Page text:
Chris describes and reviews books, music, merchandise, even laws as a result of personal experience.
Captain Beefheart, the stage name of one born Don Glen Vliet, later changed to Don Van Vliet (pronounced Vleet), was a sculptor turned musician turned painter. Best known as an avant-garde rock musician, Don Van Vliet was at the height of his career in the early 70s. You say you’ve never heard of him? On the day of his death in 2010, Rolling Stones magazine, on Twitter, referred to him as “The Legendary Don Van Vliet.” The fact is, the legend of Captain Beefheart had more to do with his influence on music in the decades that followed his music career, than it did with his life as a performer.
Childhood to Teen Years and Meeting Frank Zappa
Don Van Vliet, January 15, 1941 to December 17, 2010, was born and raised in California. As a child, Vliet was considered to be a child-prodigy sculptor and at age four caught the attention of Augustinio Rodriguez, a Portuguese sculptor and host of a weekly television show. For eight years Rodriguez featured clay animals on his shows which had been sculpted by Vliet. At age thirteen, Vliet received a scholarship to study art in Europe, an offer his parents declined. The family moved from town to town in the California desert, finally settling in Lancaster, where Vliet met Frank Zappa.
The Beginning of Two Careers, Vliet and Zappa
The two young men had a volatile relationship which also was mutually beneficial as they worked together and competed in musical endeavors. Vliet learned to play the harmonica and saxophone and joined a local R&B band known as the Omens. The band kicked him out after his first performance. Vliet then enrolled in Antelope Valley College in 1959, but dropped out after one semester to accompany Zappa to Cucamonga, California with hopes of starting a band and making a film which was to be called Captain Beefheart Meets the Grunt People. Neither project materialized and Vliet returned to Lancaster while Zappa went to L.A. to form the band Mothers of Invention.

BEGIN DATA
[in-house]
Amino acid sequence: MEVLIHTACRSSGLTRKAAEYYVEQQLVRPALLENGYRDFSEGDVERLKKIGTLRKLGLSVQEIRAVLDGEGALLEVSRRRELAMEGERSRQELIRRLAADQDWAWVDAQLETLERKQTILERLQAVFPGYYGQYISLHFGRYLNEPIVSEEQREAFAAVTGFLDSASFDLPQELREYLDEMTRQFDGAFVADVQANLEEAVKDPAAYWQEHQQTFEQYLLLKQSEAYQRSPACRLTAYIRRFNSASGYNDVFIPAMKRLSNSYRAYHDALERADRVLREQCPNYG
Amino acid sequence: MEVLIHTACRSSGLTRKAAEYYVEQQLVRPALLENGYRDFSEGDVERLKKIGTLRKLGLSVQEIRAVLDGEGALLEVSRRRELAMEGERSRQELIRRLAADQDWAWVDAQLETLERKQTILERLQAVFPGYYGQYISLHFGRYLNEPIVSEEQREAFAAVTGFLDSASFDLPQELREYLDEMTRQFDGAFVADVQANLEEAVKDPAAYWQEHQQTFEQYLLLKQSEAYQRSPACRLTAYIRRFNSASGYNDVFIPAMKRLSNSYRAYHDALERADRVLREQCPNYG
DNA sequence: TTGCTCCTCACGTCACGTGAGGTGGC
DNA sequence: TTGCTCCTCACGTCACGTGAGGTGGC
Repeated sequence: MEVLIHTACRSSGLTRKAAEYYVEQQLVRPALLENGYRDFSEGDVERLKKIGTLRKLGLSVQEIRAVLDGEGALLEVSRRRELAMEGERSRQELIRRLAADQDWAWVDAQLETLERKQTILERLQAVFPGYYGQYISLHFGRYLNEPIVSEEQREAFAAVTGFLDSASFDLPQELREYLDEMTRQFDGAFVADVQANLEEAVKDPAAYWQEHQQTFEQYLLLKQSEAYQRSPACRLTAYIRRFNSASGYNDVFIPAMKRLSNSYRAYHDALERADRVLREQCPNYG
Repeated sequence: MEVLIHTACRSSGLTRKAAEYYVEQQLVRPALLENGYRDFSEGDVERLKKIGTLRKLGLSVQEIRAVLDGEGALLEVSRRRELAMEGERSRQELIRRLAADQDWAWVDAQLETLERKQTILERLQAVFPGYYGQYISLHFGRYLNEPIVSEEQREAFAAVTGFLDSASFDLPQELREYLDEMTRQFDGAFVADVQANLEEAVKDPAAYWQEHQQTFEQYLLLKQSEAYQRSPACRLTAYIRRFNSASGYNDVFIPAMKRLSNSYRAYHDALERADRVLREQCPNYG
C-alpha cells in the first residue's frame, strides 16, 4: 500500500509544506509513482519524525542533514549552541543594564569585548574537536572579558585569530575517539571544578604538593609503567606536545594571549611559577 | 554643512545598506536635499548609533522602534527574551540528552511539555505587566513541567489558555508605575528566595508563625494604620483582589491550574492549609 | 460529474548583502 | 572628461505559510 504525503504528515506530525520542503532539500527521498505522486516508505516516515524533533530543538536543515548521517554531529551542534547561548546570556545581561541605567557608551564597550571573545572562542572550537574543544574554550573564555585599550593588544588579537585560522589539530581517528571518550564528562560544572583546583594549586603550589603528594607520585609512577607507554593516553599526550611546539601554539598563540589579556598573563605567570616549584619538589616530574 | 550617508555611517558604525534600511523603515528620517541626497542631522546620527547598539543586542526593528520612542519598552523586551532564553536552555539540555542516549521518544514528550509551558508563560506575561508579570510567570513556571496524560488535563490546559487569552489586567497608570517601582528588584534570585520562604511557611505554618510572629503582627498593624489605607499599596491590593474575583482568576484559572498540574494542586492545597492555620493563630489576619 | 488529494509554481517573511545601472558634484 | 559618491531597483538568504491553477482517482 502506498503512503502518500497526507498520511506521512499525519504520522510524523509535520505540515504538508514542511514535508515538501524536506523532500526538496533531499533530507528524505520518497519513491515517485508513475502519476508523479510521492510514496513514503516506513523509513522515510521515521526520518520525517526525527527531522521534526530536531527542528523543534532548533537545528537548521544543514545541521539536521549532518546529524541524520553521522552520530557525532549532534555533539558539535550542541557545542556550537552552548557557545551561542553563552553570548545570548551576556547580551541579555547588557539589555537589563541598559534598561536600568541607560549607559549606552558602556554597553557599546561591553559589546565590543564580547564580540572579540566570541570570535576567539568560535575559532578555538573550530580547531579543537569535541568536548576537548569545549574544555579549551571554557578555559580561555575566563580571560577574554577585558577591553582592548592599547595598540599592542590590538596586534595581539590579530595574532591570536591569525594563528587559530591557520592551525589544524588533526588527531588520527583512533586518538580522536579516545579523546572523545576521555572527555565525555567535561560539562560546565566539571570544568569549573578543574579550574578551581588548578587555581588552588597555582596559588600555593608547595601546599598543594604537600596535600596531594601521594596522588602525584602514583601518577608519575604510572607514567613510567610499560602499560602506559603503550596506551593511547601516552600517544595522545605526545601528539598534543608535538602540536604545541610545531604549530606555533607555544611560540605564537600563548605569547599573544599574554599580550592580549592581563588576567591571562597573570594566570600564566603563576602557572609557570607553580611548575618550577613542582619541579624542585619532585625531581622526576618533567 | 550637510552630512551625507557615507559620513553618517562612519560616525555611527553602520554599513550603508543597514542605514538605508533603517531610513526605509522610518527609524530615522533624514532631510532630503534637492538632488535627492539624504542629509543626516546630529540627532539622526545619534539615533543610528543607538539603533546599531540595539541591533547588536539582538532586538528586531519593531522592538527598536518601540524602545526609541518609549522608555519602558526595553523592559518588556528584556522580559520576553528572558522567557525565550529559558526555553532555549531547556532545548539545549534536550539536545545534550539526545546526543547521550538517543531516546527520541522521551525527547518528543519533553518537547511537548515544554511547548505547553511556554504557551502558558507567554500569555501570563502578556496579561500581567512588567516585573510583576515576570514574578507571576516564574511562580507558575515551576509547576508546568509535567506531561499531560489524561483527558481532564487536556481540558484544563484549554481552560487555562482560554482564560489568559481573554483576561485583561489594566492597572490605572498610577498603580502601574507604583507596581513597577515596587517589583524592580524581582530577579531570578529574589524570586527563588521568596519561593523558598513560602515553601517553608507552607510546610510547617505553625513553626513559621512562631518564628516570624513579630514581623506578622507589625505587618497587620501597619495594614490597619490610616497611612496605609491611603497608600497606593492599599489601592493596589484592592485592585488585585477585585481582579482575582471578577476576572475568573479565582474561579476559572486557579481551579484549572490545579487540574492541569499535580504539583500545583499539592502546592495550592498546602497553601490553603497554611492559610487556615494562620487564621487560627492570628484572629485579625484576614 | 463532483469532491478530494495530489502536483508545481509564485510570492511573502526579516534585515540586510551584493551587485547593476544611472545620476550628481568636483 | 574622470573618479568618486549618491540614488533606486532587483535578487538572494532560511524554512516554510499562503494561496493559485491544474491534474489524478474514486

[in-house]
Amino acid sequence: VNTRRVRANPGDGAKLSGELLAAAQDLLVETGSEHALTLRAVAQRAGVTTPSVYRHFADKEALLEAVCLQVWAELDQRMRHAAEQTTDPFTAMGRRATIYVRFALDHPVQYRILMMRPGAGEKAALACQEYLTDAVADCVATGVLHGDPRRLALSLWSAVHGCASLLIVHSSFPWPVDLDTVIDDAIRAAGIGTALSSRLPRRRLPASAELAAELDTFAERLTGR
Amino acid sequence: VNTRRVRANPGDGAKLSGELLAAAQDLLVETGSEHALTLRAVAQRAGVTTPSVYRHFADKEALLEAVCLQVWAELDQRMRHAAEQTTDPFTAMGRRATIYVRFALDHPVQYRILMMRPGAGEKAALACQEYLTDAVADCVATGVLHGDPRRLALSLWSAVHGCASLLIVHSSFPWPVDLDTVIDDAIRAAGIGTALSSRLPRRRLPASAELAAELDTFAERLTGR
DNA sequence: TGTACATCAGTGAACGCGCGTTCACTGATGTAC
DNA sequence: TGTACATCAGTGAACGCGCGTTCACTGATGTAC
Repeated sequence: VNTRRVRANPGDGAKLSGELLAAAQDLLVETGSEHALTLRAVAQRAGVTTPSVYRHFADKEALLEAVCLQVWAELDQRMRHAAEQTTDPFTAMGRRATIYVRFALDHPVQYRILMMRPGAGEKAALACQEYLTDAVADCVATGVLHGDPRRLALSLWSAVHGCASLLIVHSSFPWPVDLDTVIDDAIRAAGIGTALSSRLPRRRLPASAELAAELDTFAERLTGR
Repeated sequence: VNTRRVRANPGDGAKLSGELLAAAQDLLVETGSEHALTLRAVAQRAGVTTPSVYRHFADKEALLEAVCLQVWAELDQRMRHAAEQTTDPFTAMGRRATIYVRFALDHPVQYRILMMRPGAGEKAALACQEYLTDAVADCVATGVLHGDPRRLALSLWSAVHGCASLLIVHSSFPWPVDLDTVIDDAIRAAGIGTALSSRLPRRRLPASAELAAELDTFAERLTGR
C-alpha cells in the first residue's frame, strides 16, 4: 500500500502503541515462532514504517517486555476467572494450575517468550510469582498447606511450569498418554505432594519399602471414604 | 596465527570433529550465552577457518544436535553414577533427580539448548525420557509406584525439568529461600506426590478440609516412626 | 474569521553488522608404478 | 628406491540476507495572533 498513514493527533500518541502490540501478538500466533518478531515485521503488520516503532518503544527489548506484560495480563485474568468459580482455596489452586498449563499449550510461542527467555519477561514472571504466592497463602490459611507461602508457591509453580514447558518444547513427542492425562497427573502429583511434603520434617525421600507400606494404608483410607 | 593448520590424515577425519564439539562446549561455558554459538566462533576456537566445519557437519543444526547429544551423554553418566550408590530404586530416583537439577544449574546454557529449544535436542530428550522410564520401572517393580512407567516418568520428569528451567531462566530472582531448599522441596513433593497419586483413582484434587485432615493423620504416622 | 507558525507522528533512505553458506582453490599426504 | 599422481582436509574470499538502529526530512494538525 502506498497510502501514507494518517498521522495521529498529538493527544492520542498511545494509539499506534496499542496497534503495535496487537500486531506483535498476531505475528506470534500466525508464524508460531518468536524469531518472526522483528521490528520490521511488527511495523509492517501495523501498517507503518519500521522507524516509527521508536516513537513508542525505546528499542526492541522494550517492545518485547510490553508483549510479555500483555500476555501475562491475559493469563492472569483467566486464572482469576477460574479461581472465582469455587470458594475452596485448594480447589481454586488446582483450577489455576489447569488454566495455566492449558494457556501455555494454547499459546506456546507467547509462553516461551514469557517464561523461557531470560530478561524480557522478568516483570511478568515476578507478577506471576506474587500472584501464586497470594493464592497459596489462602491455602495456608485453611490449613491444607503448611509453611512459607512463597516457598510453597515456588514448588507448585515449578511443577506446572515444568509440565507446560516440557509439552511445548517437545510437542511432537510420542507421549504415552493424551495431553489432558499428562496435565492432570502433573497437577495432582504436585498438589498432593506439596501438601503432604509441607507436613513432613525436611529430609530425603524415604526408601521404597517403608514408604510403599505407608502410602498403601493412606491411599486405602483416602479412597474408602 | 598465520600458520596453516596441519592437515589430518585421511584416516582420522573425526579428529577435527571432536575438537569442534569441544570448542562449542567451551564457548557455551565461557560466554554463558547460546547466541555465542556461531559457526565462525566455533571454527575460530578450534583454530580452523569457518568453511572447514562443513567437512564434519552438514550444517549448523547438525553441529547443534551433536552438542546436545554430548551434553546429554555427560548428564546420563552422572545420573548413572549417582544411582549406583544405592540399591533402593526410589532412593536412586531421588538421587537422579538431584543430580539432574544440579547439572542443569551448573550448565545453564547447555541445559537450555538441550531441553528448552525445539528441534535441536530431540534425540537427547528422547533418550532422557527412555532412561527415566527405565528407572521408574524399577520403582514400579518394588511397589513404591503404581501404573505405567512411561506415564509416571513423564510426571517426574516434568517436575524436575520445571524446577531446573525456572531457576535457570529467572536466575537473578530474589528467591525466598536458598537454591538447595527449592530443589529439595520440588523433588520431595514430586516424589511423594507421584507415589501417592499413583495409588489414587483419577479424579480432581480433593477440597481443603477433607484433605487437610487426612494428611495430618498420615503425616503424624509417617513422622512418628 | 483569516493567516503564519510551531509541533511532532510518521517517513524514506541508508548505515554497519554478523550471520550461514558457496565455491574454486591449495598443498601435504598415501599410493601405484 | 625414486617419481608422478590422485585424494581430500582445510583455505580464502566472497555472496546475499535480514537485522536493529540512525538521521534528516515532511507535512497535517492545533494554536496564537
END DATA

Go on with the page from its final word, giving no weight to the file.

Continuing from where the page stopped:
Upon returning to Lancaster, Vliet adopted his stage name Captain Beefheart and formed the first Magic Band. In the mid 60s, Vliet and Ry Cooder worked together in the Magic Band with limited public acclaim. They finally gained regional attention in 1965 with their cover of Bo Diddley's "Diddy Wah Diddy.”
Bandstand Dances to Beefheart, plus phone interview with Don Van Vliet
Discography of Captain Beefheart and The Magic Band:
- Safe as Milk 1967
- Strictly Personal 1968
- Trout Mask Replica 1969
- Lick My Decals Off, Baby 1970
- Clear Spot 1972
- The Spotlight Kid 1972
- Bongo Fury 1975
- Shiny Beast 1978
- Doc at the Radar Station 1980
- Ice Cream for Crow 1982
- Bat Chain Puller 2012 (Recorded in 1976)
Captain Beefheart & Magic Band - Sure 'nuff 'n Yes I do - Midem Festival Cannes, France
Early Albums and the 1969 Release of Trout Mask Replica
The first album of Captain Beefheart and The Magic Band, Safe as Milk, was with A&M as was the cover single, Diddy Wah Diddy. They switched to Buddah Records for the album Strictly Personal. The band was not having the success Vliet anticipated, so in 1969 they joined with Frank Zappa’s Straight Records. Zappa produced the next album and gave Vliet complete artistic freedom with the music. The album was called Trout Mask Replica. In 2003, Rolling Stones placed it at number 58 on their list of the 500 greatest albums of all time.
In a 1970 Rolling Stone interview,Vliet spoke of the writing of the music for Trout Mask Replica. "Well, I'd never played piano before and I had to figure out the fingering .... I don't spend a lot of time thinking. It [the music] just comes through me." Rolling Stone, in 1970, wrote, "It is a masterpiece .... It will probably be many years before American audiences catch up to things that happen on this totally amazing record." Trout Mask Replica proved to be the high point of Vliet’s and the Magic Band’s recording career.
Retirement, Painting and Poetry